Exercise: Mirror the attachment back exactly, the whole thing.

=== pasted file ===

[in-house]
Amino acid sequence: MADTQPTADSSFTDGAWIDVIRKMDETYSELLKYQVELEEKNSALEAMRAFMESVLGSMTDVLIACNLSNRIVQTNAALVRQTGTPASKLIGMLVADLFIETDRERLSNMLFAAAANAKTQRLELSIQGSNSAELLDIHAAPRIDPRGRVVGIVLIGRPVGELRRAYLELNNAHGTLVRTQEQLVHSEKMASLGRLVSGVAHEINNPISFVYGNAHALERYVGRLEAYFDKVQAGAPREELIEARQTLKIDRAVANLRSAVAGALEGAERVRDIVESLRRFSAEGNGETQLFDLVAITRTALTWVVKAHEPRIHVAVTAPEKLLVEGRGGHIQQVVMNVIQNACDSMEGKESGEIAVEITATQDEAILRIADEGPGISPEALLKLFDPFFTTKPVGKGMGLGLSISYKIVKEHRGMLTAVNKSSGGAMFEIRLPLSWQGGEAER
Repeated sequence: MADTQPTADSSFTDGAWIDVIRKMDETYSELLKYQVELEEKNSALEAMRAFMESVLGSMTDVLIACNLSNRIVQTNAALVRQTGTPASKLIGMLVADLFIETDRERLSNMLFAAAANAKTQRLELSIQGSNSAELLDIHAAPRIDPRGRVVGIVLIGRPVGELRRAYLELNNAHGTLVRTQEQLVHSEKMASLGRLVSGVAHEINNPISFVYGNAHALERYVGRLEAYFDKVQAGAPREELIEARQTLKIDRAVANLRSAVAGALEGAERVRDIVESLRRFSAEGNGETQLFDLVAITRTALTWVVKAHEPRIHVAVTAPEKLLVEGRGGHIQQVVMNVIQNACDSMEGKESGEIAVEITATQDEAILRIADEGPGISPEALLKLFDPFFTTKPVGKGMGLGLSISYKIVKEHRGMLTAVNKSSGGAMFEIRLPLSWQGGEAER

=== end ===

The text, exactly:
[in-house]
Amino acid sequence: MADTQPTADSSFTDGAWIDVIRKMDETYSELLKYQVELEEKNSALEAMRAFMESVLGSMTDVLIACNLSNRIVQTNAALVRQTGTPASKLIGMLVADLFIETDRERLSNMLFAAAANAKTQRLELSIQGSNSAELLDIHAAPRIDPRGRVVGIVLIGRPVGELRRAYLELNNAHGTLVRTQEQLVHSEKMASLGRLVSGVAHEINNPISFVYGNAHALERYVGRLEAYFDKVQAGAPREELIEARQTLKIDRAVANLRSAVAGALEGAERVRDIVESLRRFSAEGNGETQLFDLVAITRTALTWVVKAHEPRIHVAVTAPEKLLVEGRGGHIQQVVMNVIQNACDSMEGKESGEIAVEITATQDEAILRIADEGPGISPEALLKLFDPFFTTKPVGKGMGLGLSISYKIVKEHRGMLTAVNKSSGGAMFEIRLPLSWQGGEAER
Repeated sequence: MADTQPTADSSFTDGAWIDVIRKMDETYSELLKYQVELEEKNSALEAMRAFMESVLGSMTDVLIACNLSNRIVQTNAALVRQTGTPASKLIGMLVADLFIETDRERLSNMLFAAAANAKTQRLELSIQGSNSAELLDIHAAPRIDPRGRVVGIVLIGRPVGELRRAYLELNNAHGTLVRTQEQLVHSEKMASLGRLVSGVAHEINNPISFVYGNAHALERYVGRLEAYFDKVQAGAPREELIEARQTLKIDRAVANLRSAVAGALEGAERVRDIVESLRRFSAEGNGETQLFDLVAITRTALTWVVKAHEPRIHVAVTAPEKLLVEGRGGHIQQVVMNVIQNACDSMEGKESGEIAVEITATQDEAILRIADEGPGISPEALLKLFDPFFTTKPVGKGMGLGLSISYKIVKEHRGMLTAVNKSSGGAMFEIRLPLSWQGGEAER